Share, reflect, and discuss – HaBilNet2 was a hit!
The Second HaBilNet Colloquium Part II
This past May (2022) HaBilNet organized its second Colloquium in Frankfurt, Germany. About 55 people from various backgrounds and 14 countries (from Canada over Sweden to South Africa and Singapore) met in order to talk about "Supporting well-being as it relates to growing up and living in a language contact setting". Researchers and practitioners, senior and early career professionals alike accepted their invitation to join and share their experiences, ideas and challenges with regard to bilingualism. HaBilNet Director Annick De Houwer and HaBilNet Advisory Board Member Lourdes Ortega were the conference chairs.
Focus on early careers professionals
One of the main aims of HaBilNet2 was to offer support and networking opportunities to early career professionals working in research and outreach through mentoring sessions with seniors, an exclusive early career participant Happy Hour, and poster sessions focused mainly on work by the early career participants. Here you will find pdf copies of 17 of the 27 posters that participants kindly sent to us for featuring here. Click on the titles below to see and download the pdf!
You can find a list of all the 27 posters and more information about the colloquium in Part I of Share, reflect, and discuss – HaBilNet2 was a hit!
Dr. Till Woerfel (U. of Cologne, Germany), one of the early career participants, made some great sketches during the meeting. We are grateful he allowed us to share them here! They give a great impression of our unforgettable colloquium.
© Till Woerfel
Xavier Aparicio (Laboratory CHArt, University of Paris Est, France)
What role could learning-to-read software play in the learning of French as a language of instruction for emergent bilingual pupils?
This research project examines the impact of the use of reading training software on the acquisition of French as a second language by emergent bilingual immigrant children with learning difficulties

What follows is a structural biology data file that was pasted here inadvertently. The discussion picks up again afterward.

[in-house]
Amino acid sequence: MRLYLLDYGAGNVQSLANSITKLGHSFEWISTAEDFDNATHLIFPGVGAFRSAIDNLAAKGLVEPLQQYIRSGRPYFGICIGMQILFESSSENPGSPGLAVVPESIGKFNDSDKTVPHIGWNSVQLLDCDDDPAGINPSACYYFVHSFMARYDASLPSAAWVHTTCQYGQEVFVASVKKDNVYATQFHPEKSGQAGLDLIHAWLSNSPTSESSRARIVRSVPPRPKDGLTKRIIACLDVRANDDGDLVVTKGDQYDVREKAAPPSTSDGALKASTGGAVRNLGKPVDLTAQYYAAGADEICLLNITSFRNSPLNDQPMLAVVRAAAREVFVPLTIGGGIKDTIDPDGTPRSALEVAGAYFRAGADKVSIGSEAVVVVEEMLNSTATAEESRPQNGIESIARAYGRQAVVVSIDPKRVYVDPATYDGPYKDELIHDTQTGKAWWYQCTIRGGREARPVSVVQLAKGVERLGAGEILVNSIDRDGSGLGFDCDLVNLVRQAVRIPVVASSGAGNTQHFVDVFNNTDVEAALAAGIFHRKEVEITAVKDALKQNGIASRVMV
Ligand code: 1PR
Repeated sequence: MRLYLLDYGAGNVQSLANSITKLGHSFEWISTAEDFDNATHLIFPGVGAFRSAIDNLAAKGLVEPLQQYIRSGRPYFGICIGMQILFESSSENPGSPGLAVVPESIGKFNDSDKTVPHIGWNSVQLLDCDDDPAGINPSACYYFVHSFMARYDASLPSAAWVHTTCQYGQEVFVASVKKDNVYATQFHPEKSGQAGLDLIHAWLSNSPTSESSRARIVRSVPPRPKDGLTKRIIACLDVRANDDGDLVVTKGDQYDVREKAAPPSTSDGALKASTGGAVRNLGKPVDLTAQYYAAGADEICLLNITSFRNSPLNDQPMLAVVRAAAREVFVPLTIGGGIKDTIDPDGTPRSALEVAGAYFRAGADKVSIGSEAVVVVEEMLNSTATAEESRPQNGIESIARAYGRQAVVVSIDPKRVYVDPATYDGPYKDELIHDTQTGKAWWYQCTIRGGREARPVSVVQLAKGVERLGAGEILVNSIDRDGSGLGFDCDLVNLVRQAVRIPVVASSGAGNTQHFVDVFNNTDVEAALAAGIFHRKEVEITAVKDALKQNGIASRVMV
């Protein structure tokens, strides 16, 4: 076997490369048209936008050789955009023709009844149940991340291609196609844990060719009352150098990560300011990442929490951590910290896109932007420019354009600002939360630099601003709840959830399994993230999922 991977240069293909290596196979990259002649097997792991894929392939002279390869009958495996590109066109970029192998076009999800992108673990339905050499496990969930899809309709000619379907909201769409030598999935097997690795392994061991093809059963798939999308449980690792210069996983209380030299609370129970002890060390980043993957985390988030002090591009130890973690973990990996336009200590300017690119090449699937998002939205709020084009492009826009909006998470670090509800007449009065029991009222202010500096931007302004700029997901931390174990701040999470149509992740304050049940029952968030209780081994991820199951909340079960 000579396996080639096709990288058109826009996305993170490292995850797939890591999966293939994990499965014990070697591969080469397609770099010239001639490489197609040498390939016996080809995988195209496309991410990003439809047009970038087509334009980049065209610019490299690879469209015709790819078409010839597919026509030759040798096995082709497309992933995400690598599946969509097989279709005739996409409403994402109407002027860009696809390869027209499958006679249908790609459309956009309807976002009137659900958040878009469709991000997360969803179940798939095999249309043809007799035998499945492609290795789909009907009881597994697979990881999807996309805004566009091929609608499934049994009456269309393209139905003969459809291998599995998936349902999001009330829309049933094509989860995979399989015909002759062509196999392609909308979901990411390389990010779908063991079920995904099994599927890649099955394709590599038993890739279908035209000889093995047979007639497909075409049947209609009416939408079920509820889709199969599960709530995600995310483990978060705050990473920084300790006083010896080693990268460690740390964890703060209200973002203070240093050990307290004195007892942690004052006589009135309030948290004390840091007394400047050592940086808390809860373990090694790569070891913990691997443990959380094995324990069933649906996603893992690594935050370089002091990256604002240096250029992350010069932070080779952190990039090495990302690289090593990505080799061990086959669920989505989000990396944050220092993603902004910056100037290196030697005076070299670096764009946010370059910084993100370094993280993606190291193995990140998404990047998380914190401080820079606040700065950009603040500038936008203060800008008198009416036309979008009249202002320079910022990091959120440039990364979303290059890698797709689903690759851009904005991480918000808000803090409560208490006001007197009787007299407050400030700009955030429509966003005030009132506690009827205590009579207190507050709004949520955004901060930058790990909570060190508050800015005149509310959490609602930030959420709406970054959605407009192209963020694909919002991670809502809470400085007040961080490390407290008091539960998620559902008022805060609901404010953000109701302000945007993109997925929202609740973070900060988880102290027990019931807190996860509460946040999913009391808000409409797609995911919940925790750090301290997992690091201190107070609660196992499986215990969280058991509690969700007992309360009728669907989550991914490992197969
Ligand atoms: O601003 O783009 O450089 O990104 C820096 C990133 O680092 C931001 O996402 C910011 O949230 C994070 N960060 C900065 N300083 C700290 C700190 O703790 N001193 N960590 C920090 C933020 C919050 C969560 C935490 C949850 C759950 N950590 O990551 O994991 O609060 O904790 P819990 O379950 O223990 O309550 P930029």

Frederik Bissinger (Stockholm University, Sweden)
Children's heritage language experiences and language use: Insights from a Lithuanian-Swedish patchwork family
The poster focuses on how two girls experience their heritage language. It illustrates how negative experiences greatly decrease children's motivation to use the language and emphasizes the importance of positive experiences for a harmonious bilingual development.
Sally Cook (Dept. of Applied Linguistics & Communication, Birkbeck College, University of London, UK)
From feeling broken to the road to empowerment: lived experience of using a second language in the healing journey of survivors of torture and organized violence.
This qualitative and ethnographic study explores the meanings survivors of torture and
organized violence ascribe to using a later-learned language. It focuses on rehabilitation and second language acquisition and use within a unique London-based therapeutic community.
Hilde De Smedt & Sofie Verrijkt (Foyer v.z.w. / PIM, Belgium)
Engage with multilingual families
Partners In Multilingualism (PIM) is a team that works with multilingual families with specific attention to low SES families. We support parents with advice on language choices and use and screen multilingual children for language delays and disorders in their home language.
Andrew Fogarty (Queens University, Belfast, UK)
An exploratory study into home minority language usage and maintenance in bilingual primary school children in Northern Ireland's growing multicultural community
This study details how parents at home and globally are attempting to maintain their home minority language in their children. It also highlights the lack of literature available for children that actively promotes the concept of being bilingual and its benefits.
© Till Woerfel
Inga Hilbig, Vitalija Kazlauskienė & Eglė Kačkutė (Vilnius University, Lithuania)
Non-harmonious early bilingualism and mothers' well-being
This study explores Lithuanian migrant mothers' experiences with what they call "unsuccessful bilingualism" in their families, showing that parental psychological and emotional well-being plays an important but often overlooked role in minority language transmission.
Nishita Grace Isaac (Georgetown University, USA)
"It's not good for us": Teachers responding to online education during covid-19 in rural and tribal India
This study explores how teachers working with rural, tribal and first-generation school goers navigated the shift to online education during covid-19 in primary Hindi-medium schools in central India.